With this solid understanding of public revelation, we can turn to private revelation and the issue at hand. Over the ages, individuals have experienced a private revelation from God, i.e. a message given only to them. For example, the following saints received messages from our Lord: St. Hildegarde (d. 1179), St. Gertrude (d. 1301), St. Bridget of Sweden (d. 1373), St. Catherine of Siena (d. 1380), St. Vincent Ferrer (d. 1419), St. Teresa of Avila(d. 1582), St. John of the Cross (d. 1591), and St. Margaret Mary Alacoque (d. 1690). The various apparitions of our Blessed Mother also are private revelations whereby she has spoken on behalf of her Son; some of the most famous are the apparitions at Guadalupe (1531), Rue du Bac (1830), La Salette (1846), Lourdes (1858), Pontmain (1871), and Fatima (1917).

While the Church may recognize these private revelations and approve the content of their message, they neither add to nor belong to the deposit of faith. Given the circumstances of the Church at the time of the private revelation, the message simply inspires the individuals to live more faithfully and draw closer to Christ.

For example, in 1983, during his pilgrimage to Fatima, Pope John Paul II stated, "The Church has always taught and continues to proclaim that God' s revelation was brought to completion in Jesus Christ, who is the fullness of that revelation and that ‘no new public revelation is to be expected before the glorious manifestation of our Lord’ (Dogmatic Constitution on Divine Revelation, no. 4). The Church evaluates and judges private revelations by the criterion of conformity with that single Revelation. If the Church has accepted the message of Fatima, it is above all because the message contains a truth and a call whose basic content is the truth and the call of the Gospel itself." Essentially, the Holy Father underscored that the private revelations of Fatima do not add to, contradict, or delete from the deposit of revelation contained in Sacred Scripture and Sacred Tradition; however, they do move people to heed and to live the message of that deposit of revelation.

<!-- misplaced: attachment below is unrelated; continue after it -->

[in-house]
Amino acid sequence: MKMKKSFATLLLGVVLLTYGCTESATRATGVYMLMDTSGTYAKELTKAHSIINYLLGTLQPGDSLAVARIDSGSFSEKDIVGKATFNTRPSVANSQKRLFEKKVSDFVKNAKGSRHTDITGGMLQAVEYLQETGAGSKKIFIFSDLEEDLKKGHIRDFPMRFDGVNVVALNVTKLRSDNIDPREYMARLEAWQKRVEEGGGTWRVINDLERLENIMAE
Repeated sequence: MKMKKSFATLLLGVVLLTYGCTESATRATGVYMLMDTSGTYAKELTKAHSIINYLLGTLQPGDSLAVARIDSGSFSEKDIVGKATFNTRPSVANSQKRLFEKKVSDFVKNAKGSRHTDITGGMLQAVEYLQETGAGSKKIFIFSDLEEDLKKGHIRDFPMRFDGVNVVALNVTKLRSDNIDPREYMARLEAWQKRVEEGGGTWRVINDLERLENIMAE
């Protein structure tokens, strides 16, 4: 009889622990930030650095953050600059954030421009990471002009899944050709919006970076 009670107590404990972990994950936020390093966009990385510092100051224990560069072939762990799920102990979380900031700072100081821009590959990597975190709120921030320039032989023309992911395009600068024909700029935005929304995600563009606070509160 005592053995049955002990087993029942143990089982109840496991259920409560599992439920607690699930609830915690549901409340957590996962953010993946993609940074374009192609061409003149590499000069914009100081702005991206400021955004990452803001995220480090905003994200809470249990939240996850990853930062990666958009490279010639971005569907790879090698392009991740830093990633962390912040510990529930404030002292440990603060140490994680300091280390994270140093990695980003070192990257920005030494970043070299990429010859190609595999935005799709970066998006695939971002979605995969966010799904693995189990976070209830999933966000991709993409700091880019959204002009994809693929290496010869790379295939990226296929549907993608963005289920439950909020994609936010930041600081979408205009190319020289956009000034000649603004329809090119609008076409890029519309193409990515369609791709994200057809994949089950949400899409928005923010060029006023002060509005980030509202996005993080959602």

Take for example the apparitions of our Lord to St. Margaret Mary Alacoque in which He showed to her His Sacred Heart, and revealed the Twelve Promises to her. While these apparitions were carefully investigated and judged credible, keep in mind that the devotion to the Sacred Heart of Jesus is rooted in Sacred Scripture, presented in the writings of the Church Fathers, and taught by many others prior to and following after St. Margaret Mary. This point was clearly underscored in the beautiful encyclical Haurietis aquas (1956) of Pope Pius XII concerning the proper devotion of the Sacred Heart of Jesus. A faithful Catholic ought to have a devout reverence for the Sacred Heart of Jesus, whether or not he personally accepts, doubts, or rejects the private revelations to St. Margaret Mary.

Some important points must be kept in mind regarding private revelations: First, private revelations do not add nor complete the deposit of revelation found in Sacred Scripture and Sacred Tradition. Never must a private revelation be given the same weight as Sacred Scripture and Sacred Tradition. The Church always warns against a spiritual enthusiasm for such private revelations to the neglect of Sacred Scripture and Sacred Tradition.

Second, the Magisterium must carefully and scrupulously examine all private revelations. Since these private revelations are granted to individuals, human error, illusions and distortions in reporting or remembering are possible. Frankly, the possibility of diabolical action must also be considered, for the devil even uses what seems to be good to draw people away from the Lord. Third, the approval of a private revelation means that it does not contradict the deposit of revelation in faith or morals, that the contents may be published, and the faithful may believe the messages with caution and prudence. If the Church has not officially approved a private revelation, be very cautious. If the Church has declared that a private revelation is not credible and contradicts that faith, stay away from it.

Fourth, even if the Church does give an official approval to a private revelation, the faithful are not obliged to believe in the private revelation. A faithful Catholic is called to give the assent of faith to the deposit of faith found in sacred Scripture and sacred Tradition.

In the culture of "new age" spirituality in which we live, faithful Catholics need to focus on reading primarily the Bible and the Catechism of the Catholic Church, and secondarily the authorized writings of the saints. When intrigued by reported apparitions or other spiritual phenomena, keep in mind, "Buyer beware!"